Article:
“Give to him who asks of you, and from him who wants to borrow from you do not turn away.”—Matthew 5:32.
This one little verse of the Bible has been giving me an awful lot of trouble lately. Maybe that isn’t fair to say since this one verse from the Sermon on the Mount seems to summarize a lot of Jesus’s teachings. Remember these ones?
· If a man wants your tunic give him your coat as well…
· You cannot serve God and mammon.
· Do not worry, saying ‘What shall we eat, what shall we drink, what shall we wear?’
· If you want to be perfect, go, sell what you have and give to the poor, and you will have treasure in heaven; and come, follow Me.
These were always very beautiful verses to me. Full of love. Full of compassion. I thought I took them to heart, but the truth is…I did no such thing. I think the problem is that we as Americans feel like we’re so good at living out these verses because we’re so rarely challenged to do so. Because really, the gospel according to our forefathers says something along the lines of “Blessed is he who helps himself. Blessed is she who suffers in silence and dignity. Blessed is he who cherishes freedom. Blessed is she who gives out of her abundance.” And so what have we created? A world of dignified suffers and aloof agents of compassion. It was never hard for me to “give my cloak as well” in America because no one ever asked me for my shirt. They were too proud. Oh sure…I’ve given away lots of clothes and money, but never so that it hurt. Never to a point has that caused me stress, pain, or worry.
Now, after living in Tanzania for two years, I’m seeing the gospel for what Jesus meant it to be—hard as hell. Why is the gospel so different to me here? I’ll tell you this much…it’s not because the need is necessarily greater. Anyone who’s worked three minimum wage jobs to support their kids can tell you that. Anyone of the millions of kids in America who live without health insurance or nutritious meals can tell you that. Anyone who has a mental illness of who lives alone can tell you that. The difference in Tanzania is not the need. It’s the culture.
Tanzanian culture is traditionally a more communalistic one (although that is slowly changing in the name of “progress”). This is a place where a student can ask his friends and relatives for help with school fees without shame. This is a place where you can eat dinner anywhere. This is a place where you can leave your kids at home all day while you go to work and know that they’ll be taken care of. This is a place where friends help each other farm and cut firewood. This is a place here when I have something you want it’s fair game.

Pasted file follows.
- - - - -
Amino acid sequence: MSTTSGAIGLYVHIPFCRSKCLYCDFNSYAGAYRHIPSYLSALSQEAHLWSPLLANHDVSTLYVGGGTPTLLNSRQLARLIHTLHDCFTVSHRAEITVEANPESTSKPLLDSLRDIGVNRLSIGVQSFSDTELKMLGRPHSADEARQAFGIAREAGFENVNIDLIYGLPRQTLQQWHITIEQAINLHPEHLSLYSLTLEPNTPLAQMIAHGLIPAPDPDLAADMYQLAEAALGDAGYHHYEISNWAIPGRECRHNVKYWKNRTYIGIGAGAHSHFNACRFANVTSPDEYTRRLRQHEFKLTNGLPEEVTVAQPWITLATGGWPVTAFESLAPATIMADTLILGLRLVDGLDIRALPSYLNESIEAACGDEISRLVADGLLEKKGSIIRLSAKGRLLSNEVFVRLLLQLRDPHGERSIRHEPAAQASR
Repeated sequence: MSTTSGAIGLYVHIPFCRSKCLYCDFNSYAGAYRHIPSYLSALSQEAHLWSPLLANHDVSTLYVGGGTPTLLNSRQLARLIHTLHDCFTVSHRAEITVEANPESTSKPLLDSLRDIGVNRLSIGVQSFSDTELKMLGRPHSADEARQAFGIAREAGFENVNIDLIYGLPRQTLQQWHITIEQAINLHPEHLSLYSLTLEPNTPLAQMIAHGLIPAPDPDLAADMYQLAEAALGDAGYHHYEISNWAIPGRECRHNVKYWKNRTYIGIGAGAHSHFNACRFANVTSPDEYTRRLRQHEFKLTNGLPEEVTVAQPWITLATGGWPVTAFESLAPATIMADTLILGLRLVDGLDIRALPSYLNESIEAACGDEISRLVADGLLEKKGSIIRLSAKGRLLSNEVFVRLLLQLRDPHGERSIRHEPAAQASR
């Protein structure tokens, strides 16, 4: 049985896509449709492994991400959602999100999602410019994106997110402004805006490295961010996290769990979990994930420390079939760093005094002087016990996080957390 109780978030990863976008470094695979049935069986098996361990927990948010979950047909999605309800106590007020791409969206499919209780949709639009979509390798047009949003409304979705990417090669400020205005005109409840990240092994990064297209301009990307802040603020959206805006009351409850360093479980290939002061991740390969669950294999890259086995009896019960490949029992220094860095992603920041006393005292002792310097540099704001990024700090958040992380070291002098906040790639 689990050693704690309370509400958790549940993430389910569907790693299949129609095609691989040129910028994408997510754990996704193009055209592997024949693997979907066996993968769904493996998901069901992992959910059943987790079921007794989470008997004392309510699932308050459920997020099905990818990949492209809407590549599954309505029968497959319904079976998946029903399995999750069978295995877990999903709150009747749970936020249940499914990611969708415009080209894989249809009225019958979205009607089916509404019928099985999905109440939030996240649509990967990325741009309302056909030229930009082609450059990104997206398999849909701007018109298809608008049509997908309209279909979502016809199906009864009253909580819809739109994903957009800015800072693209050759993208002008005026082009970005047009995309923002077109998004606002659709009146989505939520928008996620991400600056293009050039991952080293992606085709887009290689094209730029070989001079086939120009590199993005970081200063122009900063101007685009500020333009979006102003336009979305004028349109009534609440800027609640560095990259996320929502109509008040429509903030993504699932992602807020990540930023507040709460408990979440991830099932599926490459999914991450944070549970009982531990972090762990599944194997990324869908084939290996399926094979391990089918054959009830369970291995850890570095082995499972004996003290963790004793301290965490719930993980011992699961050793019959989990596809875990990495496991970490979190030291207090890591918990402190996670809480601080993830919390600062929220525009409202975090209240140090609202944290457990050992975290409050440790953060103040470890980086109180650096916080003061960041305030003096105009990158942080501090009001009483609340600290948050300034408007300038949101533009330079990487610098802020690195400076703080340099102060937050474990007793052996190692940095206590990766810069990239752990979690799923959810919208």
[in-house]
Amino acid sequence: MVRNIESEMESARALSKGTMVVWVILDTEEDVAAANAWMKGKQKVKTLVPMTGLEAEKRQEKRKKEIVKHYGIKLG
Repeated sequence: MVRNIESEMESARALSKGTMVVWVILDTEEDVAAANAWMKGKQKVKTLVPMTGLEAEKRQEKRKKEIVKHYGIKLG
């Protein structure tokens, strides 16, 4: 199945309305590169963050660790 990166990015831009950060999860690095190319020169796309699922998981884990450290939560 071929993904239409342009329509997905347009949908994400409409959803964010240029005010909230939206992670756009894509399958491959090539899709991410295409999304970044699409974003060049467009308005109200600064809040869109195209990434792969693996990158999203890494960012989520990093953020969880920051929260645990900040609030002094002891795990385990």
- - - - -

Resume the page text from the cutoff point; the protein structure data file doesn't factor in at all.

So…herein lies the difficulty. I make approximately $200 a month—which in the US would make me a pauper, but here it makes me on the same level as say—an investment banker at home. I’m rich. So it only makes senses that people come to me in their time of need. And usually I’m ok with that. Money for school fees, the hospital, funerals, food—all ok in my mind. I’m usually more than happy to help. (Even now when I know about 9% of people who are “borrowing” from me will ever pay me back).
The part that’s still hard for me is the whole “give to him that asks of you.” If I did that I’d have significantly less clothes, jewelry, shoes, and hair, for that matter. And here is where I start to get testy. Who are they to ask me for stuff they don’t NEED?! Have they no dignity? Why should I give them one of my bracelets just because I have two? So….wanna know what I did?
I stopped wearing bracelets.
And it’s not just that I’m materialistic. That’s not the only problem. The problem is that I like the power. I don’t just want to give when I’m asked. I want to give when I feel like it. One of my friends was recently in the hospital awaiting the birth of her second child. I decided to go and visit her and buy her a soda. She saw me on the path though and from afar yelled to me to buy her some bananas. I was so annoyed, I said no and left without even visiting her. Other times I’ve had people who really helped me with my work badger me to buy them a soda or beer. I always say no. Recently, a friend of mine, a village leader herself asked me about this. “Didn’t you hear him, Jessica?” I explained to her that I was sick of people demanding things of me and that I’d give when I felt like it.
And that’s what it comes down to, isn’t it? No matter how I try to rationalize things in my mind….the truth of it is that I give when I feel like it. When I deem someone as worthy. When I deem their cause as worthy. When it’s convenient for me.
I guess what I’m trying to say is that the gospel isn’t so easy after all and I’m not as generous as I’ve always wanted to believe. I can’t say I have an easy moral for y’all to take away from this blog, because I’m not sure I have even really learned something tangible yet. I guess if I give anyone (including myself) a lesson on generosity, I’d take a break from the gospel and look at Aristotle. Wasn’t it he who said if you wanna be virtuous practice the virtues? Maybe I won’t really be generous until I start buying people some sodas when it actually pisses me off or giving away some of my bracelets. Maybe if I actually start taking Jesus at his word I’ll see the beauty he anticipated. Maybe the freedom that I think I’m clinging to so tightly will actually be revealed when I let go.